The Phantom of the Poles

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W.S. Rockey Company, 1906 - Arctic regions - 283 pages
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Page 170 - Among such facts are the following: "1. It was approached by a channel entirely free from ice, having a length of fifty-two and a mean width of thirty-six geographical miles. "2. The coast-ice along the water-line of this channel had been completely destroyed by thaw and water action, while an unbroken belt of solid ice, one hundred and twenty-two miles in diameter, extended to the south. "3. A gale from the northeast, of fifty-four NORTHERN ENTRANCE. Globe showing entrance to the interior of the...
Page 201 - M. scutellatus (fig. 1). each side of the thorax is armed with a short thick spine. The length of the insect varies from three-quarters of an inch to an inch and a half — the average size being over an inch ; the antennae of the males vary in length from one and a half to three inches ; those of the female are somewhat shorter. The larva is a large, white, ttomewhat cylindrical grub, destitute of feet.
Page 266 - The neighbourhood of great fjords is always indicated by a change in the wind's direction ; and the crossing of a divide, by an area of calm or variable winds, followed by...
Page 146 - It occurs where a surfacelayer of fresh water rests upon the salt water of the sea, and this fresh water is carried along with the ship, gliding on the heavier sea beneath as if on a fixed foundation.
Page 220 - It is an Arctic Sahara, in comparison with which the African Sahara is insignificant. For on this frozen Sahara of inner Greenland occurs no form of life, animal or vegetable ; no fragment of rock, no grain of sand is visible. The traveller across its frozen wastes, travelling as I have week after week, sees, outside of himself and his own party, but three things in all the world, namely, the infinite expanse of the frozen plain, the infinite dome of the cold blue sky, and the cold white sun, —...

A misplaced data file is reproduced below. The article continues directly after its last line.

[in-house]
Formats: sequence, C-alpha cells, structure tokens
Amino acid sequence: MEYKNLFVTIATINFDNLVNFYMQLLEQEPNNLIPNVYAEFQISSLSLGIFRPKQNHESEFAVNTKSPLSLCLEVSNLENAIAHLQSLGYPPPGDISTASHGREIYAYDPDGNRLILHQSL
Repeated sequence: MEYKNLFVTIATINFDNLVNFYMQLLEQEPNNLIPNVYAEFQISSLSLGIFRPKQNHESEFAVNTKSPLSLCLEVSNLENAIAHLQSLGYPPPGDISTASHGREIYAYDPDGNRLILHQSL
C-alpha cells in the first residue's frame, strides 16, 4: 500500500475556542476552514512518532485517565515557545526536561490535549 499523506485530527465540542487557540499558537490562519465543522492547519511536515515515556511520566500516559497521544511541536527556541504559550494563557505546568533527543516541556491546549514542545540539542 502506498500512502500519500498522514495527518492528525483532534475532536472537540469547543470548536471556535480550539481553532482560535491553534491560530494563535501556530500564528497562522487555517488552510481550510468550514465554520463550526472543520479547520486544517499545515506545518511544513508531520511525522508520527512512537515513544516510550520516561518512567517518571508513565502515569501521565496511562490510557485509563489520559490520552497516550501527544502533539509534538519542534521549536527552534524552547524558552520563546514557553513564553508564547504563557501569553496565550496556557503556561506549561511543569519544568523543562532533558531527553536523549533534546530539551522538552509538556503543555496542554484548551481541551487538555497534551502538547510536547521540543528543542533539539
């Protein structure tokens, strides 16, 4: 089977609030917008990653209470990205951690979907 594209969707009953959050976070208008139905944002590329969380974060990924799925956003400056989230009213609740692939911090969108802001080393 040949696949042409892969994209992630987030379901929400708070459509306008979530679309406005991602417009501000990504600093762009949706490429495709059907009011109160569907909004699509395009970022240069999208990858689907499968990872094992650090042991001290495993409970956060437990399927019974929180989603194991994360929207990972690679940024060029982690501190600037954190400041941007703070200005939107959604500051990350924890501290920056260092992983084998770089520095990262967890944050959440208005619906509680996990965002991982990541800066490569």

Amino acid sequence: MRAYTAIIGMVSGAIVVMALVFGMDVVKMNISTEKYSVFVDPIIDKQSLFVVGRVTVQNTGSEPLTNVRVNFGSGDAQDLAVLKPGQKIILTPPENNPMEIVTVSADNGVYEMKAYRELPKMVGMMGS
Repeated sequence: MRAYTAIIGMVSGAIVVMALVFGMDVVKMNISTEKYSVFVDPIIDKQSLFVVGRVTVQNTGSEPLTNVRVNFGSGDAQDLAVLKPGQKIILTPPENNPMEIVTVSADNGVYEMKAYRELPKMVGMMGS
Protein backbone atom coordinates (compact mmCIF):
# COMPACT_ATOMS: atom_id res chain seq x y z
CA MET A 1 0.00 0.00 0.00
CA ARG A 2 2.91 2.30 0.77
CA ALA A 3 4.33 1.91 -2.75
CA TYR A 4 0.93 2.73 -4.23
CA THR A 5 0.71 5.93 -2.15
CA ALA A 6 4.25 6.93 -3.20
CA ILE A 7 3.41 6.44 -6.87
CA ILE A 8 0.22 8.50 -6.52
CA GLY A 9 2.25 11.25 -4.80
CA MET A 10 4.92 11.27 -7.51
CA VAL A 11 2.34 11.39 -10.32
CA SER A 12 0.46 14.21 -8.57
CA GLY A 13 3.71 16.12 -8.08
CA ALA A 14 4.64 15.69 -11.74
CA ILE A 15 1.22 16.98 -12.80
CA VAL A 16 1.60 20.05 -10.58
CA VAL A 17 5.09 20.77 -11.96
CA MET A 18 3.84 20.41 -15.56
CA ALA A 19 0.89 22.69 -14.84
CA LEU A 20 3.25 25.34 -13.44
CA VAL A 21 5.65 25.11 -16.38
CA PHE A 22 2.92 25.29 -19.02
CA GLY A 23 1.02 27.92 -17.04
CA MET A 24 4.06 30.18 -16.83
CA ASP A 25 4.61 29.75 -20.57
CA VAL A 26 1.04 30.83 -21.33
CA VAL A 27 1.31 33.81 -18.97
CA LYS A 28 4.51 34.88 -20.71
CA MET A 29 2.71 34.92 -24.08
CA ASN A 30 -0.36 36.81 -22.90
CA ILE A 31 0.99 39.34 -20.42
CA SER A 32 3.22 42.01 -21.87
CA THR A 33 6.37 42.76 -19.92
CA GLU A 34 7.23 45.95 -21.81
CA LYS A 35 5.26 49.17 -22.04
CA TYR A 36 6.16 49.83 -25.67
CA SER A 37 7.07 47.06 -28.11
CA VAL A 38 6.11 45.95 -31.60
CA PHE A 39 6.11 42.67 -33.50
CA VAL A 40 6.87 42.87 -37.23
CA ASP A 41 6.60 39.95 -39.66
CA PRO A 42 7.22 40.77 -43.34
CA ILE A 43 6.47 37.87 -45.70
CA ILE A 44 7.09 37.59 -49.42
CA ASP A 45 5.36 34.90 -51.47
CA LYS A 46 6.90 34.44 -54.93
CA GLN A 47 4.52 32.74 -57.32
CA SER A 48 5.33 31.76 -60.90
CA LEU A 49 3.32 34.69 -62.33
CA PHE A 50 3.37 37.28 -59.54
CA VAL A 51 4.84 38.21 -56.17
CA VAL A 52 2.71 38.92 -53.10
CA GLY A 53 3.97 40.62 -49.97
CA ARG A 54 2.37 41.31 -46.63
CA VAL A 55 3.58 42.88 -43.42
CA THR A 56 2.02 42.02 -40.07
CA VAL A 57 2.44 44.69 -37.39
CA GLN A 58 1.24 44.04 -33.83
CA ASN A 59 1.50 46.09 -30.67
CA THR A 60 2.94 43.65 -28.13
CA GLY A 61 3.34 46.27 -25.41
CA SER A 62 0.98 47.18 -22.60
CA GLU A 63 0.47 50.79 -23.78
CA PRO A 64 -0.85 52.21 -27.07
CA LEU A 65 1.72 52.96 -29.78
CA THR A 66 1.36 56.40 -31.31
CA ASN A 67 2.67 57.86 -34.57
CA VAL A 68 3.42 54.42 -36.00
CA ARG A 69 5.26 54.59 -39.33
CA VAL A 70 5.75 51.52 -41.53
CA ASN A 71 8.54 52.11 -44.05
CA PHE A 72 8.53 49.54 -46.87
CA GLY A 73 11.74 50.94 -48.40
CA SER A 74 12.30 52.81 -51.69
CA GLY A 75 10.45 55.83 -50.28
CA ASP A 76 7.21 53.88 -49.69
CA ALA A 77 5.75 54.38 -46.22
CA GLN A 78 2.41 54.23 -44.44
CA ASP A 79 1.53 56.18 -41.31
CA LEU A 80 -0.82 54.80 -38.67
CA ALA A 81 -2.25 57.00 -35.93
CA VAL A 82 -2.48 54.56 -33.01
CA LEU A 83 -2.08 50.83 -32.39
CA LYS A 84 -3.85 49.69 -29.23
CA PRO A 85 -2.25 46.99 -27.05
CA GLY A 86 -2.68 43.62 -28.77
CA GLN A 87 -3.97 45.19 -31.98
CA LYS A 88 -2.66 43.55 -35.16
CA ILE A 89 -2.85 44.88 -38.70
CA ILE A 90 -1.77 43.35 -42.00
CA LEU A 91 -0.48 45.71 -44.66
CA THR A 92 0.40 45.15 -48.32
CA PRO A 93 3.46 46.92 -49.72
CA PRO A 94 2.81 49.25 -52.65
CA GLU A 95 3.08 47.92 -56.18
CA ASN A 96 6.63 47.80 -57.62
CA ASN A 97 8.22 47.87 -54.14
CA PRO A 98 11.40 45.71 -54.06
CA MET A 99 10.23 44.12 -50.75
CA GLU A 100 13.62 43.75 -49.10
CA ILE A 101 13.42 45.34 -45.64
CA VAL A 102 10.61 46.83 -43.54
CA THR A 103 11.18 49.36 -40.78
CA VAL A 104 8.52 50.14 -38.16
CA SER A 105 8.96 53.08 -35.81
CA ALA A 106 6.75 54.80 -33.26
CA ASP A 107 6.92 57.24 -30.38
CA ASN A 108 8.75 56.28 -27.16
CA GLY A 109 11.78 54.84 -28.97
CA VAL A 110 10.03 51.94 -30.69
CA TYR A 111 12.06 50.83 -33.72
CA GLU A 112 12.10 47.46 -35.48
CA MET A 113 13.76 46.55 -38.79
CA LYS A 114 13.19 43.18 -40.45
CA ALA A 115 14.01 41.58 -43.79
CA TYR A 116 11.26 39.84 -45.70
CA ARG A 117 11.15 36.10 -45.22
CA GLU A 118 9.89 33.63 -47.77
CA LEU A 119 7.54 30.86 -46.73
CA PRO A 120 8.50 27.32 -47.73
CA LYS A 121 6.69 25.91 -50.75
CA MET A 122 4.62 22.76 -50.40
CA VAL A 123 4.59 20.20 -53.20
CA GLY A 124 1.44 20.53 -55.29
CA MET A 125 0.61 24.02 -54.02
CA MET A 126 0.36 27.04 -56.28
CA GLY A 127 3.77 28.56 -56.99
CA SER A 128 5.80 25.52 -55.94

Page 90 - Presently it shimmers in tongues of flame over the very zenith, and then again it shoots a bright ray up from the horizon, until the whole melts away in the moonlight, and it is as though one heard the sigh of a departing spirit. Here and there are left a few waving streamers of light, vague as a foreboding — they are the dust from the aurora's glittering cloak.
Page 239 - Giant blocks pitched and rolled as though controlled by invisible hands, and the vast compressing bodies shrieked a shrill and horrible song that curdled the blood. On came the frozen waves, nearer and nearer. Seams ran and rattled across them with a thundering boom, while silent and awe-struck we watched their terrible progress.
Page 175 - We find this a much warmer country than we expected. From Cape Alexander the mountains on either side of the Kennedy Channel and Robeson's Strait we found entirely bare of snow and ice, with the exception of a glacier that we saw covering, about latitude 80 30...
Page 211 - It had a fine, deep-rose hue, not at all like the brown stain which I noticed when I was here before. All the gorges and ravines in which the snow had lodged were deeply tinted with it. I had no difficulty now in justifying the somewhat poetical nomenclature which Sir John Franklin applied to this locality; for if the snowy surface were more diffused, as it is no doubt earlier in the season, crimson would be the prevailing color.
Page 63 - As the surface of the glacier receded to the south, its face seemed broken with piles of earth and rock-stained rubbish, till far back in the interior it was hidden from me by the slope of a hill. Still beyond this, however, the white blink or glare of the sky above showed its continued extension.

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